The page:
Courbet and the Modern Landscape

Overview


With its fittingly dramatic design, Courbet and the Modern Landscape accompanies the first major museum exhibition specifically to address Gustave Courbet's extraordinary achievement in landscape painting. Many of these carefully selected works produced from 1855 to 1876--gathered from Asia, Europe, and North America--will be new to readers.
The catalogue--which accompanies an exhibition at the Getty Museum to be held from February 21 to May 14, 2006--highlights the artist's ...
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Overview


With its fittingly dramatic design, Courbet and the Modern Landscape accompanies the first major museum exhibition specifically to address Gustave Courbet's extraordinary achievement in landscape painting. Many of these carefully selected works produced from 1855 to 1876--gathered from Asia, Europe, and North America--will be new to readers.
The catalogue--which accompanies an exhibition at the Getty Museum to be held from February 21 to May 14, 2006--highlights the artist's expressive responses to the natural environment. Essays by the curators examine Courbet's distinctly modern practice of landscape painting. Mary Morton's essay situates his landscapes in relation to his work in other genres, his critical reputation, and his role in establishing a new pictorial language for landscape painting. Charlotte Eyerman's essay investigates how later generations of nineteenth- and twentieth-century artists responded to Courbet's example. The catalogue also includes an essay by Dominique de Font-Réaulx, curator of photographs at the Musée d'Orsay, on the relationship between Courbet's work and landscape photography of the 1850s and 1860s.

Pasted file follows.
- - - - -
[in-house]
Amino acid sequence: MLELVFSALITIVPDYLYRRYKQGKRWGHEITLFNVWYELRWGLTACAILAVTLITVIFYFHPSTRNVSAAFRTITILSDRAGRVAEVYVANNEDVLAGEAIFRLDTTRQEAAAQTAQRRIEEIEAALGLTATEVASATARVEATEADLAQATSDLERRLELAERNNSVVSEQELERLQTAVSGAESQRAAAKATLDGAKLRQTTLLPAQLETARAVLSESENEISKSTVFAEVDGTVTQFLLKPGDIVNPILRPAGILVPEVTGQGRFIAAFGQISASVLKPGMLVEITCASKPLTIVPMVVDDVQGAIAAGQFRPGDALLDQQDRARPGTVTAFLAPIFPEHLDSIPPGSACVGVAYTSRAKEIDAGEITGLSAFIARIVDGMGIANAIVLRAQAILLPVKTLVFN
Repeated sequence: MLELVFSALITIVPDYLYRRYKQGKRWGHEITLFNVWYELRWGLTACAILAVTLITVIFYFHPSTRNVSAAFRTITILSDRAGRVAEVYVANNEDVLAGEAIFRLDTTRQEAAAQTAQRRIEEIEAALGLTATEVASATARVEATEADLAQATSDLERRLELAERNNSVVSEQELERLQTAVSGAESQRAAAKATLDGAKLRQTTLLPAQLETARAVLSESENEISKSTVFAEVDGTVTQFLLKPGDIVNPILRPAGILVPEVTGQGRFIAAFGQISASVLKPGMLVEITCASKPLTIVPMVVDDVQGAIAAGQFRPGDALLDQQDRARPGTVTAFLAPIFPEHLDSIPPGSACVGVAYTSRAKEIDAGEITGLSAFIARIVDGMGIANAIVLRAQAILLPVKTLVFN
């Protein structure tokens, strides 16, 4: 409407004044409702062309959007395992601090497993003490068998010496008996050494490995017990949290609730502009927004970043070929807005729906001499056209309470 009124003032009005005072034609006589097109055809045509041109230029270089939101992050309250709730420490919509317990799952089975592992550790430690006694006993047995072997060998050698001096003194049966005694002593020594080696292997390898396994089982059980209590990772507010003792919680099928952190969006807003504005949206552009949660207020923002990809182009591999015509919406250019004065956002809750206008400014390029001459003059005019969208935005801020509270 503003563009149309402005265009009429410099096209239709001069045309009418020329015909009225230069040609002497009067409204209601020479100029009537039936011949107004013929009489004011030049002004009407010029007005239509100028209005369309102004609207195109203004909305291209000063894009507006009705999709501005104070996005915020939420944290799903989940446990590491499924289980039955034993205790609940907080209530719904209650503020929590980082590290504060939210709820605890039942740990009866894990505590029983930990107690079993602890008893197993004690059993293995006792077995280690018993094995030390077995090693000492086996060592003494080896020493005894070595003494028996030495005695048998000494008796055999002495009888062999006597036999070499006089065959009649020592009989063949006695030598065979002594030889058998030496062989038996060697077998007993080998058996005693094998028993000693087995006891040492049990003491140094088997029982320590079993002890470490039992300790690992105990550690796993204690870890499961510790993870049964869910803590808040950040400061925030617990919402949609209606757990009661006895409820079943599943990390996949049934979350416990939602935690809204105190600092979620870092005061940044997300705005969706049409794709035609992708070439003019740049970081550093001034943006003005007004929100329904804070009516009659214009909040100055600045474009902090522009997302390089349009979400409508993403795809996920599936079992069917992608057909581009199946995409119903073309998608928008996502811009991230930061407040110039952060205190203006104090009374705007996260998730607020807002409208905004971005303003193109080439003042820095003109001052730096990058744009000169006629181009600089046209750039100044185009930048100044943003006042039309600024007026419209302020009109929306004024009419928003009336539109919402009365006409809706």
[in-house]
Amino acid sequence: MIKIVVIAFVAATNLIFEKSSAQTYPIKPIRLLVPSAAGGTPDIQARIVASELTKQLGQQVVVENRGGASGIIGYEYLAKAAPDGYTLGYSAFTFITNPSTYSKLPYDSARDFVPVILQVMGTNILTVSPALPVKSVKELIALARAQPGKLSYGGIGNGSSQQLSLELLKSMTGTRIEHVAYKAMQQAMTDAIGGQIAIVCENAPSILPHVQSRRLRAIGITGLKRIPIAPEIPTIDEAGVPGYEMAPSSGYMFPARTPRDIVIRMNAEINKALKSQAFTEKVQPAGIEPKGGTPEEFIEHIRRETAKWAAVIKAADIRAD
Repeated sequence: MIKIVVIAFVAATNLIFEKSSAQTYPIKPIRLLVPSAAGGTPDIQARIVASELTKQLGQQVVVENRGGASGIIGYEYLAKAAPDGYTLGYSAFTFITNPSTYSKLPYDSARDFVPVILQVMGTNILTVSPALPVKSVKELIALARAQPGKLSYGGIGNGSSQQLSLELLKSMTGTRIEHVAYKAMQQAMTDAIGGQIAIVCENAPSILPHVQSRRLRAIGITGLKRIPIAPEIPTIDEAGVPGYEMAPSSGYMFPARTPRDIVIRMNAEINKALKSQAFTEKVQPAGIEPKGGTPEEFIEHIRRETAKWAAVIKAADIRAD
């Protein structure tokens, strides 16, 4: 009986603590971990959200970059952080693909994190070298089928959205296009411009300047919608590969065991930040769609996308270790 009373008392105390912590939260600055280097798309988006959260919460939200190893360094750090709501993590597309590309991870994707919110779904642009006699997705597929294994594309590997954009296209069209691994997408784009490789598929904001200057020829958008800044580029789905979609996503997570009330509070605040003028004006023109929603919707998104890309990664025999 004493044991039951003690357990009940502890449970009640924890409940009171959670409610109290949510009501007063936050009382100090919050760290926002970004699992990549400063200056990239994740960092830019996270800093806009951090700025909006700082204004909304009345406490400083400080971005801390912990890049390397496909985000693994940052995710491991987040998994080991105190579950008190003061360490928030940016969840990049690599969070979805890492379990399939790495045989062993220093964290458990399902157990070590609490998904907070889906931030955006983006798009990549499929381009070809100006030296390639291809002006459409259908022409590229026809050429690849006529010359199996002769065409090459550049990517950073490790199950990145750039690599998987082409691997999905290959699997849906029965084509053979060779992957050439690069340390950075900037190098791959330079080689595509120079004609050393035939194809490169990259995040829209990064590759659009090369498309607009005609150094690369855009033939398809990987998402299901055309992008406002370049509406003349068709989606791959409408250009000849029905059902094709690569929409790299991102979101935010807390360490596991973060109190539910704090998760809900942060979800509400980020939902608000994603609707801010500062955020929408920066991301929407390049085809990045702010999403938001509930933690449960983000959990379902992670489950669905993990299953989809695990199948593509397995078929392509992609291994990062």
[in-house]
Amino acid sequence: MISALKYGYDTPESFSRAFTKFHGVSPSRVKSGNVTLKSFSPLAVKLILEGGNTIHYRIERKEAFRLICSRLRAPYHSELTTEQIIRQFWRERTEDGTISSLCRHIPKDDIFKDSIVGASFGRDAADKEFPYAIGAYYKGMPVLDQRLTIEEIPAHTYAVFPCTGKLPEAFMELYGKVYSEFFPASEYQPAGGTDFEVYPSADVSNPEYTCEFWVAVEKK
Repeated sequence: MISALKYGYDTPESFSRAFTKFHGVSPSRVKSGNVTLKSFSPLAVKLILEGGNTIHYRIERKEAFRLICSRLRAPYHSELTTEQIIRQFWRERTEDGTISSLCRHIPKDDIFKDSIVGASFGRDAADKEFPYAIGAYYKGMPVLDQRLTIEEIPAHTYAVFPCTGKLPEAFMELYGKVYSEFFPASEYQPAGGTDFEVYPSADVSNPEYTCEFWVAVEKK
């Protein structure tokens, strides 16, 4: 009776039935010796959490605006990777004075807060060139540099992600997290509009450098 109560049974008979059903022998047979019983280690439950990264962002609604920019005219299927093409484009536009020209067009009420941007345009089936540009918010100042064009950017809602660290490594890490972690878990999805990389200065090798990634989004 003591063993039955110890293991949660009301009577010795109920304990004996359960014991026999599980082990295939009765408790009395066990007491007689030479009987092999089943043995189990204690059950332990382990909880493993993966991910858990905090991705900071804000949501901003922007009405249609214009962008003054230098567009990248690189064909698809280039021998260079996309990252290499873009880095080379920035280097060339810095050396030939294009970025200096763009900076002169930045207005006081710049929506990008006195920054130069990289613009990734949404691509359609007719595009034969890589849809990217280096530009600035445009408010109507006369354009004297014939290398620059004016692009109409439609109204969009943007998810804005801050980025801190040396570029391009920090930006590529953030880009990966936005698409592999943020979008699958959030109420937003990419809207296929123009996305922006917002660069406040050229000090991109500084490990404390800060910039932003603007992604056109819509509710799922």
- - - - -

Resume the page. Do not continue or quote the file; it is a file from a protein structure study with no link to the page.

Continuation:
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Editorial Reviews

Library Journal
The Getty Museum has mounted the first large-scale show (on view through May 14) devoted to Gustave Courbet's (1819-77) landscape painting and its impact on the artists of his time. Long admired for his figurative works, Courbet employed innovative techniques to mirror the natural world. Morton and Eyerman, both curators at the Getty, have grouped these works by topographical divisions: cliffs and valleys, forests and steams, rocks and grottoes, the sea, snow, and the Swiss landscape of his later years. The artist's newfound freedom at having discarded the perfection and rigidity of academic painting is elegantly detailed in descriptions of his rapid techniques, roughly shaped images, and successive layers of paint, a technique all his own that resulted in images of immediacy and impact. Although much of Courbet's work symbolizes the techniques of the time, the influence of early Dutch painting, particularly in the seascapes, may be detected. A fine example of scholarly insight and visual acuity, this catalog succeeds in presenting Courbet in a new light and as such would make a welcome addition to the literature.-Paula Frosch, Metropolitan Museum of Art Lib., New York Copyright 2006 Reed Business Information.
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Product Details

Meet the Author

Mary Morton is associate curator, and Charlotte Eyerman is assistant curator in the Department of Paintings at the Getty Museum.

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Table of Contents

To create a living art : rethinking Courbet's landscape painting 1
Courbet's legacy in the twentieth century 21
Reproducing reality : landscape photography of the 1850s and 1860s in relation to the paintings of Gustave Courbet 39
Plates
Cliffs and valleys 55
Forests and streams 67
Rocks and grottoes 81
Snowscapes 91
Seascapes 103
Switzerland 111
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